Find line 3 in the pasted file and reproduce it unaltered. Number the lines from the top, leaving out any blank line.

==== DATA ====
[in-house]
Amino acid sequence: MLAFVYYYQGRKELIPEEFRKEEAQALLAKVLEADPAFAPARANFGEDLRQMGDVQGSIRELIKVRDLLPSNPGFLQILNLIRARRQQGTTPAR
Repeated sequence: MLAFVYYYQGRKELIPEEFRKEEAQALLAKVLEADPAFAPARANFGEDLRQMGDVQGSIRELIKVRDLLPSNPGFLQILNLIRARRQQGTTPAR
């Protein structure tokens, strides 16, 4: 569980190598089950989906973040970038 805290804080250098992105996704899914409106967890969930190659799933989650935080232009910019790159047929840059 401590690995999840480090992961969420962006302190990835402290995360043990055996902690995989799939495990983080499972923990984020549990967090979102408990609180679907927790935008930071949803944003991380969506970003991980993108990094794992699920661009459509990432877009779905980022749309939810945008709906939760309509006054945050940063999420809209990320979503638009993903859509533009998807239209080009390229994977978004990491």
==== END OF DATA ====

Repeated sequence: MLAFVYYYQGRKELIPEEFRKEEAQALLAKVLEADPAFAPARANFGEDLRQMGDVQGSIRELIKVRDLLPSNPGFLQILNLIRARRQQGTTPAR